Income Tax in Spain - what you need to know

Make sure you don’t fall foul of the taxman in Spain and end up paying fines for late payment

Image
1st January is not only the start of a new year, it is also the start of the Spanish tax year, which runs up to and including 31st December. Income tax levies are different in each of the Spanish autonomous regions, but there will be a 1% reduction for most people in 2016.
 

Resident or non-resident?

If you live and work in Spain for more than 183 days a year, you must complete a tax return and pay tax on your worldwide assets to the Spanish tax authorities. Since there is a dual tax agreement with the United Kingdom, you will only pay tax once if you have money or possessions in both countries. You will be considered a resident.
 
Those who spend fewer than 183 days a year in Spain are classed as non-residents and will pay tax only on Spanish held assets.
 
Property owners will need to complete a tax return – whether they receive a rental income or not – and are liable for an “imputed” income tax. Non-residents cannot benefit from deductions or allowances.
 

Tax calculations

Income tax is divided between the State and the autonomous regions. The State has recently reduced taxes and made the tax bands simpler, but this is not to say that everyone will benefit, as the regions each set their own tax rates and bands. A look at the breakdown of income taxes payable shows that people in Madrid are the best off, paying 19.5% at the lowest tax band.
 
Married couples can opt to be taxed together or separately and there is a married persons allowance currently standing at 3400€.  There is also a basic allowance for people under 65 years of 5500€ and other allowances for families with children under 25.
 
For non-residents coming from the EU, there is a flat rate of tax at 19%, but for others it is 24%.
 

Changes in inheritance and wealth tax

Non-residents from an EU country will be delighted to learn that following a European Union ruling, their tax liability will now be the same as for residents.  Previously, they were paying up to 80% more; and in some cases, they may be able to claim a refund from the tax authorities.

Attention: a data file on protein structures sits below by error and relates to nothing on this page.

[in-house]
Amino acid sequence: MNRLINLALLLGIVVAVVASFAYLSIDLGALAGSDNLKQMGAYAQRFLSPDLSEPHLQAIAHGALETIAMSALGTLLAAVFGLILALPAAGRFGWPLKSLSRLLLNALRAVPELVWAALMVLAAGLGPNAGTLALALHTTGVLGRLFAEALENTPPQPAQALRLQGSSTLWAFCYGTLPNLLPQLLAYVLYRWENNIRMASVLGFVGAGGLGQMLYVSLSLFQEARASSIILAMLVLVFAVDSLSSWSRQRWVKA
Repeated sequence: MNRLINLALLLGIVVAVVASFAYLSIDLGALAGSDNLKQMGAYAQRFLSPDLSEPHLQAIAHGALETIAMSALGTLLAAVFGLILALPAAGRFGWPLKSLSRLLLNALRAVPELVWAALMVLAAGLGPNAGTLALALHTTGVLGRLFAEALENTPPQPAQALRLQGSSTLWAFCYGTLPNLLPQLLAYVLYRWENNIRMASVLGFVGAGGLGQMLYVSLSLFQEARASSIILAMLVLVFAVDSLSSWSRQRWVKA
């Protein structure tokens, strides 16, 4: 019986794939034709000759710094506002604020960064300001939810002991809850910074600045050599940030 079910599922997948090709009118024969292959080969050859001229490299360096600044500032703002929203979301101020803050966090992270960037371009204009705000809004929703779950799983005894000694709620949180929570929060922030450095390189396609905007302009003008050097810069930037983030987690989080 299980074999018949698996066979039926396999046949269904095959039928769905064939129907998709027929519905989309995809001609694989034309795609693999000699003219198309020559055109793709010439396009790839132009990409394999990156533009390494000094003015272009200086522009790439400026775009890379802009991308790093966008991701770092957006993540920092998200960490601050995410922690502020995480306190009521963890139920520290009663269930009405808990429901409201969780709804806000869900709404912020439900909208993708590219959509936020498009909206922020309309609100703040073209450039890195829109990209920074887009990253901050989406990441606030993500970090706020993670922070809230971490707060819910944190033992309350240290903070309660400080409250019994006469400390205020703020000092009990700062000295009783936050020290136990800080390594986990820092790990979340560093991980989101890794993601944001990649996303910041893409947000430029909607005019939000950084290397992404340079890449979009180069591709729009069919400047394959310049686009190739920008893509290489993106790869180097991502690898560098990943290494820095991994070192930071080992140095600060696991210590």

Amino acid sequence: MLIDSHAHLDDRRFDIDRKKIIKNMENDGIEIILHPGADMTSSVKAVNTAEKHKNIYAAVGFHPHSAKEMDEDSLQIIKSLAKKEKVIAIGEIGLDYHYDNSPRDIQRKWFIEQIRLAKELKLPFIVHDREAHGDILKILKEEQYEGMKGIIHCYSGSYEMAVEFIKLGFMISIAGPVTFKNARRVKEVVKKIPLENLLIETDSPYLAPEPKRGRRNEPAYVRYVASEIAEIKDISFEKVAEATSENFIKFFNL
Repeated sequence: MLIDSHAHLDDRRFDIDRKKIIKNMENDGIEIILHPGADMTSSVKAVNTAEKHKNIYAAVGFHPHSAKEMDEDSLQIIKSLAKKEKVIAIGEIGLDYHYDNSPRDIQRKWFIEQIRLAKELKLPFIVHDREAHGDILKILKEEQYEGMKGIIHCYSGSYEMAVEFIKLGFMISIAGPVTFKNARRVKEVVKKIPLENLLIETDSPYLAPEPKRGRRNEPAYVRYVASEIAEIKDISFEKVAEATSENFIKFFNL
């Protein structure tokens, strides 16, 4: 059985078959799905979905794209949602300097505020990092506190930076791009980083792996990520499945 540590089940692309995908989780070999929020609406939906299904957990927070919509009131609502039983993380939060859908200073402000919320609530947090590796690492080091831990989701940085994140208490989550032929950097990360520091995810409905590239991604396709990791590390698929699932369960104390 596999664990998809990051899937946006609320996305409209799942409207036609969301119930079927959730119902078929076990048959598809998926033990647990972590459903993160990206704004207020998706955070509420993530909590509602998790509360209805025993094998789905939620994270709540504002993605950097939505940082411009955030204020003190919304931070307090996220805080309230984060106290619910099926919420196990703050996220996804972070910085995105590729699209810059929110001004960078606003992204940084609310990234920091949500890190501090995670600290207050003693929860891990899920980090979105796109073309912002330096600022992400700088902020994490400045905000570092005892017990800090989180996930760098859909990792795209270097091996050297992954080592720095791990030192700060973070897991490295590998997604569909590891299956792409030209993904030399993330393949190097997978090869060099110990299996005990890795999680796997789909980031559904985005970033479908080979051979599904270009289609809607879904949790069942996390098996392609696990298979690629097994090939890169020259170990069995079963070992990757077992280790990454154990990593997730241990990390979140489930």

Wealth Tax is payable on assets worth more than 700,000€. This may sound a lot, but if you own a property in the UK and one in Spain, you could find yourself falling into the Wealth Tax bracket. The tax ranges from 0.2% to 2.5%. Non-residents would only pay if their net assets in Spain are greater than 700,000€ whereas residents will fall under this tax when their worldwide assets are taken into account.
 
Non-residents from an EU country will be delighted to learn that following a European Union ruling, their tax liability will now be the same as for residents
 

Autonomous regions and tax

As mentioned before, each region sets its own tax rates and tax bands. Half of all Income Tax paid goes to the State and there will be a reduction of 1% on each tax band. If you wish to see the 2015 state and regional tax rates, a useful website is www.advoco.es. Under “hot topics” you will find information relevant to your region.
 
The Spanish tax authority also gives information about everything to do with taxes in Spain. You will find them at http://www.agenciatributaria.es/AEAT.internet/en_gb/Inicio.shtml
Most of the information is in English.
 

Late payment

There are fines for late payment of tax and these can be substantial. Go to your local tax office for advice, or to a gestor or tax lawyer, to make sure you send in your tax return and payments in good time.

Further reading for Living In Spain

Image

Finding work

There are a number of ways that UK expats can fund their lifestyle in Spain.

Read more..

Image

Social life in Spain

Find out as much as you can about your new community and find new friends.

Read more...

Image

Heathcare

Arrange health insurance and locate your new local hospitals and practices.

Read more...

Image

Education in Spain

Emigrating with school-age children? Learn more about schooling in your local area.

Read more...